Our Art Exhibition in The Museum of The Moon gave us fantastic exposure, with very large attendance. On reflection, although all the artwork was very much from group members, the curation and set up of the space was all done by me for the group. Within the group we decide to work towards another Art Exhibition for the next Art Walk. Artists can develop the work better and be involved in the planning and curation of the exhibition. Rebecca gives us the contact details for Lucy from The Art House who is coordinating Wakefield Artwalk. She offers us a space at The Ridings for the November Art Walk. Later than what we first intended, but we decide to go for it. Lucy takes on board and supports the idea of the group being involved in the whole process of planning and curating the exhibition, by hosting a meeting at the Art House for the whole group (11 of us that day), to discuss and plan. During this meeting we have a piece of paper for each week leading up to the exhibition and write down the tasks that need to be done. We follow this up with another meeting the following week at the unit in The Ridings where our exhibition is to be. Group Members measure the space and take photos.
Our morning session leading up to the exhibition we work on our Art Work, and in the afternoon we work on the planning and prep around putting on the exhibition. One afternoon session is particularly memorable, some are writing a letter to plan the exhibition day and communicate arrangements clearly and with individual’s carers. A couple of members take a tablet and hunt down some lanyards for sale, because we understand we will be present to host the exhibition. Artists are helped to write some information about their Art Work to display alongside the Art. We get to mount some of the Artwork on mountboard together, but then a lot of it is left to me to do. Not too bad though, and at least I get to discuss mounting preferences with all the artists.
The exhibition space has a slat wall system. I order a box of hooks that fit this system for easy installation. I buy good gaffer tape, fishing line, and thick thread, thinking, ‘Keep it simple,’ with the idea of sticking the thread/line to the back of the art work and hooking it on the slat wall hooks.
Everyone shows up for the Exhibition set up on the afternoon of the day. Good energy and excitement. A couple of members go on shopping run to buy refreshments and do a good job. The second can of spray mount which is a different make to the first but looks very similar turns out to smell very strong, which causes some problems and is useless at sticking. Sticking line to the back of the Artwork with tape, turns out to be a lot more challenging than I thought, and it turns out it needs to be done well to work. There are no tables, and it is hard for some working on the floor or with work propped up. This fills up the attention of all those assisting, and slows everything down. The actual business of negotiating whose artwork is going where is rushed, but everyone works well together, and are happy with their space. Absolute disaster when we find that some Artwork is missing! It turns out to be somewhere obvious, but this is frustrating and diverts our attention from where it should be. The group break for the planned evening meal out before returning to host the exhibition. The eating venue wasn’t agreed beforehand, and the group argue and split into two groups. Members returning from the break find 3 Students from Wakefield College volunteering to help, sent by Lucy. The extra help is a game changer. Some artwork had fallen to the floor. Repairs made by our volunteers and all artwork has hangings attached. 3 extra people to come alongside members and help position Art means we are ready to open.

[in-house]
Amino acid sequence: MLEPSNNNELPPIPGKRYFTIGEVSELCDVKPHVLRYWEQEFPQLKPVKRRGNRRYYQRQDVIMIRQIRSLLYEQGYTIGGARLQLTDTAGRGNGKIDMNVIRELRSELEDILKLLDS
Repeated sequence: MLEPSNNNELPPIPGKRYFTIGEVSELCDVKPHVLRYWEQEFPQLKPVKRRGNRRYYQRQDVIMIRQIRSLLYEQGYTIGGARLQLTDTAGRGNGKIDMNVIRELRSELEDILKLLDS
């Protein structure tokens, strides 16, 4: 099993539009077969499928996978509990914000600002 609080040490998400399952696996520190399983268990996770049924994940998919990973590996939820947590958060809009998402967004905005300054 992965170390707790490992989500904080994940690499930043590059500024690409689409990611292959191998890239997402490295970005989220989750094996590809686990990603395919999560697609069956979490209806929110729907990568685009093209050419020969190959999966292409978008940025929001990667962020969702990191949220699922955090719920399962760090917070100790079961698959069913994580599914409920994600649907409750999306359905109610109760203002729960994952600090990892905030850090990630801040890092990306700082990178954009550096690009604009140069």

CoActive members really step up and talk to people coming into the exhibition. One particular member struggles to talk to anyone, but engages with strangers about her artwork. The shift pattern planned in advance works a charm. Members spell each other off so as not to swamp the space and take the opportunity to visit other exhibitions and meet other artists. Guests appreciate the Artwork and get to share some moments with the artists and get to have a window on their world. Authentic deep human engagement. All CoActive Members seem very positive and energised by the experience.